Lyft holding out on thousands in payments to immigrant drivers, advocates say

Advocates say dozens of Chicago-area Lyft drivers who are working through the immigration process have stopped being paid by ride-hailing giant, which blames tax filing errors.

The Illinois Independent Drivers Guild says there are about 40 drivers in the Chicago area who have earned money — in some cases thousands of dollars — that has been withheld because Lyft says it received a "no match" letter from the IRS. That means their individual tax ID numbers don’t match records in the federal system.

But the issue is unique to Lyft, which allows workers with individual tax ID numbers and temporary licenses to drive, unlike its competitor Uber, which requires drivers to have a permanent license for at least a year, according to Lenny Sanchez, director of the guild representing ride-hailing drivers.

Sanchez called Lyft’s withholding "nothing short of atrocious."

"This is a community that is very vulnerable," Sanchez said at a press conference at the group’s Park Ridge office Friday. "These are immigrants coming here pursuing the American dream, doing honest work, and they deserve their honest pay."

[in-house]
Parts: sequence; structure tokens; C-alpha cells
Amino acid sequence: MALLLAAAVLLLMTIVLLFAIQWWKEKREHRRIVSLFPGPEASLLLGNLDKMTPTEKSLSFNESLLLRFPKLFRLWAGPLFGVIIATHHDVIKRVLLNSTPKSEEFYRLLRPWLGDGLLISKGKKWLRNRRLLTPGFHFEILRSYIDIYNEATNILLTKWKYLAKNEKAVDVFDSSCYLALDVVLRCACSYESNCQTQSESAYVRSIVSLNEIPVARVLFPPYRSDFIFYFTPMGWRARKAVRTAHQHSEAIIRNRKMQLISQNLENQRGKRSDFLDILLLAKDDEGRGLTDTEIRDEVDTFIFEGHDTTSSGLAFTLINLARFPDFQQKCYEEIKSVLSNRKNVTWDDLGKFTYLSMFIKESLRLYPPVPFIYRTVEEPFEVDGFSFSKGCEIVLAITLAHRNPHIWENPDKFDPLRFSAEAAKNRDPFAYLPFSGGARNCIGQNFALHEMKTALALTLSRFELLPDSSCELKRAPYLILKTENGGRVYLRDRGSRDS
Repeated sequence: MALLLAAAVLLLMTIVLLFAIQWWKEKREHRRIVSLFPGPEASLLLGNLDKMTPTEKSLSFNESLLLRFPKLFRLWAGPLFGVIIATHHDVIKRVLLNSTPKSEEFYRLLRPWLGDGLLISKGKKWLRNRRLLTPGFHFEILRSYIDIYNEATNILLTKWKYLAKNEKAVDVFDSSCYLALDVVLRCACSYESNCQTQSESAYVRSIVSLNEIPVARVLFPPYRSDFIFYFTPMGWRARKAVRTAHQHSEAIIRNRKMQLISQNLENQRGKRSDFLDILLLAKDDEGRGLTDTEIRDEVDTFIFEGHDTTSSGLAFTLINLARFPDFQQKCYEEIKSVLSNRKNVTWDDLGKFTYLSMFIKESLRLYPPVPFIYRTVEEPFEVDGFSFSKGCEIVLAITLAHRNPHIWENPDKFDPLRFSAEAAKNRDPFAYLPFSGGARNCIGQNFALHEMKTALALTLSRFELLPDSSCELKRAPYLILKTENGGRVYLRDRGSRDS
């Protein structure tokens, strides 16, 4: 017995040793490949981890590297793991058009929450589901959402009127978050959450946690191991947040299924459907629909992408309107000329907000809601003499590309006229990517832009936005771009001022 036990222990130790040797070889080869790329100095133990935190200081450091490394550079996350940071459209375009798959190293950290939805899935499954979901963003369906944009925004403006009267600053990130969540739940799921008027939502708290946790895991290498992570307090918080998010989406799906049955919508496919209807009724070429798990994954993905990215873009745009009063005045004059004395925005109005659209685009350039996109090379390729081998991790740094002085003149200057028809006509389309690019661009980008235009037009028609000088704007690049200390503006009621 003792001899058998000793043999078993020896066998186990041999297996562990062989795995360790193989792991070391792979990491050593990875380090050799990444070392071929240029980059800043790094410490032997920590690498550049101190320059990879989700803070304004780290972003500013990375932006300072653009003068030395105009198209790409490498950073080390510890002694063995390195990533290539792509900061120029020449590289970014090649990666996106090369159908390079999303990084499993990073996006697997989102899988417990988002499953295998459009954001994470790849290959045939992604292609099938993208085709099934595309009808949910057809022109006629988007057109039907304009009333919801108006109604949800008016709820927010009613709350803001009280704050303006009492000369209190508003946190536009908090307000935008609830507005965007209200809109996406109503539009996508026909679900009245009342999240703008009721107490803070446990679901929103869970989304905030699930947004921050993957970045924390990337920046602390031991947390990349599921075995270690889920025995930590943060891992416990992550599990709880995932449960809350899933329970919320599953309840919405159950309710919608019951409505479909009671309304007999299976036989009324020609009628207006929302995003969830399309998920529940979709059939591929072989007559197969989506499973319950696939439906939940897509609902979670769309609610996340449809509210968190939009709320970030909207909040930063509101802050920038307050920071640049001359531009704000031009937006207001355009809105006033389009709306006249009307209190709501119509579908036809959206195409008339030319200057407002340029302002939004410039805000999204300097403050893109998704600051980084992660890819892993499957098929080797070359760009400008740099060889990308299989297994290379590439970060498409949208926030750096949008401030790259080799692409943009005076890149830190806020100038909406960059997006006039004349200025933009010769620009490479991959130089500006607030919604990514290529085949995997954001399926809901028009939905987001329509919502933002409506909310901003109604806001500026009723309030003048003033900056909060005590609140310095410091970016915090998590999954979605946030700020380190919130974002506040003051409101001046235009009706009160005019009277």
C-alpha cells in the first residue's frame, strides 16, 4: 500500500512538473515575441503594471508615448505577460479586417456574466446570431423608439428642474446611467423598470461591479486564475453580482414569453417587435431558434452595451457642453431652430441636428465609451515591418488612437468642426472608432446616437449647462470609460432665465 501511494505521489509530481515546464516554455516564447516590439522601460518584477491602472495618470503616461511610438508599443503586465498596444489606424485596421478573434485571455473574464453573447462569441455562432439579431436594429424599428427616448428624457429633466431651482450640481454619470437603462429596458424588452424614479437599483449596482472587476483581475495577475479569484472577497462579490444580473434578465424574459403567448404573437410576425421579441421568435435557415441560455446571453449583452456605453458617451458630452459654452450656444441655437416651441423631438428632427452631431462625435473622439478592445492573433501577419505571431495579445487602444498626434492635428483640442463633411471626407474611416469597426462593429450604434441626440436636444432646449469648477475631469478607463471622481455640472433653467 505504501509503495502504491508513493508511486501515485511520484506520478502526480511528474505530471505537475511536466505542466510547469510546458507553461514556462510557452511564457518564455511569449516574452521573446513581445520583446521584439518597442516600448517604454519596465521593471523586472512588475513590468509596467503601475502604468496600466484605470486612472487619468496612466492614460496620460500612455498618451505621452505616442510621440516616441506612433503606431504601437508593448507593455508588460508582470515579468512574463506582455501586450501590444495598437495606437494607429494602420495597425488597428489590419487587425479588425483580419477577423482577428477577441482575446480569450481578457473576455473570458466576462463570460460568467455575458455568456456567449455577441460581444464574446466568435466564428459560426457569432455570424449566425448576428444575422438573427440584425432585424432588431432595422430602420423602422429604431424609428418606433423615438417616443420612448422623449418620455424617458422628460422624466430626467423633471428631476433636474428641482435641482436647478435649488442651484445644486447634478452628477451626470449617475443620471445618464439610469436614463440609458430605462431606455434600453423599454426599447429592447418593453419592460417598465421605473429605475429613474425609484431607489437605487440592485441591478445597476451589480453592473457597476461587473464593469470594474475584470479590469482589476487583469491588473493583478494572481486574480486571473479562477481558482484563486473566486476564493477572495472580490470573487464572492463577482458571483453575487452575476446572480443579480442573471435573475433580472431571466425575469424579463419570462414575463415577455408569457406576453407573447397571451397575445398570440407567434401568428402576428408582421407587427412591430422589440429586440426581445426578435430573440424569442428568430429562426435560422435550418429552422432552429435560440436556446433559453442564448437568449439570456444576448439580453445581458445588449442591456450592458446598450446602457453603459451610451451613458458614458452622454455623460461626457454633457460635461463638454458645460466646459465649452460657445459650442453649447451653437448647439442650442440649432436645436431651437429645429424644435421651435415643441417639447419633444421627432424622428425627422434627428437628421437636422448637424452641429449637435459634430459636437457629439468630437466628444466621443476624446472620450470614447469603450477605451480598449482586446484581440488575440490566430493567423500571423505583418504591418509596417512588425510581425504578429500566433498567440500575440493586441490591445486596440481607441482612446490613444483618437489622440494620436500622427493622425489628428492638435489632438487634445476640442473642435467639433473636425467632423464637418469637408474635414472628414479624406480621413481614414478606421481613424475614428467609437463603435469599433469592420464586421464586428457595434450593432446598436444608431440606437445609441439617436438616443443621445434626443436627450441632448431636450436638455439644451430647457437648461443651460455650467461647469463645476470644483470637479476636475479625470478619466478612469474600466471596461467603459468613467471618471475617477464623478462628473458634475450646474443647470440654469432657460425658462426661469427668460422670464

A Lyft spokesperson said the problem is drivers submitted information that doesn’t matching IRS records. The company is pointing drivers to their website for help, available in English, Spanish and other languages.

"Lyft takes these concerns very seriously and is committed to resolving them expeditiously," a Lyft spokesperson said in a statement. "We are aware of drivers facing a payment issue due to submitting tax information to our third party payment processor that does not match IRS records."


Driver Rogelio Vazquez said with about $7,500 of his Lyft earnings in limbo, he couldn’t keep up with payments on the car he bought to supplement the income from his landscaping business and moonlighting in the local professional wrestling circuit. The car was repossessed two weeks ago.

Vazquez, who came to the U.S. from Mexico in 1980, said the IRS told him there was nothing wrong with the tax information he submitted. He and other drivers haven’t been able to get through to Lyft support to correct the issue, he said.

With his credit ruined, he and his wife are now solely relying on her income cleaning homes until the weather warms up and he can get back to landscaping, Vazquez said.

"I really regret signing up for Lyft," Vazquez told reporters through an interpreter.

A proposed ordinance sponsored last year by Little Village Ald. Mike Rodriguez (22nd) aims to increase ride-hailing driver pay while also creating a more transparent appeal process for drivers who have had their accounts deactivated after rider complaints, among other measures.

But that proposal has stalled in the City Council’s Workforce Development Committee — and, as written, it wouldn’t address the problem facing Vazquez and other immigrant drivers.

Sanchez said he hopes to see amendments to the proposed ordinance to protect drivers working through the immigration system.

"I would love to see language included to protect these workers from this ever happening again," he said.